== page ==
- Staff, parents and students discuss a common understanding of inclusive education
- The school’s social environment reflects, respects and honours diverse experiences, perspectives and knowledge
- The school’s physical environment reflects the diversity within the school and broader community
- School committees include a wide range of members with different cultural, racial, intellectual, gender, etc. perspectives
- The physical school environment accommodates accessibility for staff, students and parents
Inclusive schools succeed when the diversity of each community member (students, staff and ‘parents’) is welcomed and recognized as strength. The school ensures community members understand the concepts of diversity and inclusion and their importance to the culture of the school. The values of diversity and inclusion are evident in the school mission statements, improvement programs, annual reports, physical environments, newsletters, websites, and in conversations.
1.1 Inclusive Values
Members of the ‘school community’ have created a vision statement defining inclusion and a mission statement explaining how they will achieve a more inclusive school. Staff, students and parents are able to articulate a common understanding of the school’s vision and mission. They make inclusive values evident throughout the school. They use ‘people-first language’.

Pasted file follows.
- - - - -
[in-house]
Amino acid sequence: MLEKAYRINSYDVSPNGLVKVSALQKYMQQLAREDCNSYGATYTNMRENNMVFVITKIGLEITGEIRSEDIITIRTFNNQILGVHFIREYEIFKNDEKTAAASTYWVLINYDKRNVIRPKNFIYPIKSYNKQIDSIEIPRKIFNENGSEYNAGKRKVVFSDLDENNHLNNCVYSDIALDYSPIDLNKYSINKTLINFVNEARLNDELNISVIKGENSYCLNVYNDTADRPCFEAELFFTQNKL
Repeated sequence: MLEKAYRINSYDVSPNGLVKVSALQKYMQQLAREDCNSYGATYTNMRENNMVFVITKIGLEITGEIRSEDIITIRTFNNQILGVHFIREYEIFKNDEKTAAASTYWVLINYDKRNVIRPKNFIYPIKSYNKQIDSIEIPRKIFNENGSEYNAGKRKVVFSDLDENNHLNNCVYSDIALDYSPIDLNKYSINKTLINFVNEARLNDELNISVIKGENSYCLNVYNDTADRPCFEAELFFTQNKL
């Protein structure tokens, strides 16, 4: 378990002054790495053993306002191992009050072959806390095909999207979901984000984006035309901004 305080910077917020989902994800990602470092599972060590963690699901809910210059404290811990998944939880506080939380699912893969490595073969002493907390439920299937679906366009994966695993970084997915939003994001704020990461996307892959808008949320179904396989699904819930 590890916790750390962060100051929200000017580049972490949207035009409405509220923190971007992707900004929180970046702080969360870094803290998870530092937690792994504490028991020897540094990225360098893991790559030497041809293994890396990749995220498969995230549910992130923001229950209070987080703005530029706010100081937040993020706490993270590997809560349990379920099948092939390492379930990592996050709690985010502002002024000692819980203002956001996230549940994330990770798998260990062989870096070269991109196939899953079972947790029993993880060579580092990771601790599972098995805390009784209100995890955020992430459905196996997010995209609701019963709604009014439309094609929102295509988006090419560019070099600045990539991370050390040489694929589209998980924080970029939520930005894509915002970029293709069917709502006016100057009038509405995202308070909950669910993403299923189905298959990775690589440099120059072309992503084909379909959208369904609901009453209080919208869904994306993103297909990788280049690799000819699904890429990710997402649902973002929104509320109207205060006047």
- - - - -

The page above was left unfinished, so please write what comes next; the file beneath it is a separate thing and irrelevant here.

1.2 Respecting Diversity
Members of the school community respect and value differences such as abilities, culture (including Aboriginal heritage), race, spirituality/religion, socio-economic status, sexual orientation, gender, age, and newness to the community. The school experience reflects the diversity of both the school community and broader society and provides students and staff with opportunities for learning about diverse perspectives, experiences and knowledge.
1.3 Active Support for Inclusive School Culture
Members of the school community ensure each student and staff member is a valued member and feels accepted. If exclusion is sensed, community members purposefully extend themselves to enhance inclusion.
Every individual can participate in all activities because all parts of the school are accessible. Staff plans learning experiences that occur outside of the school (e.g., field trips, sports days) so all students and staff can attend and participate. If an activity or area is not accessible to all students and staff members, the school administrators ensure full participation (to the point of “undue hardship”) by changing the venue or making other accommodations.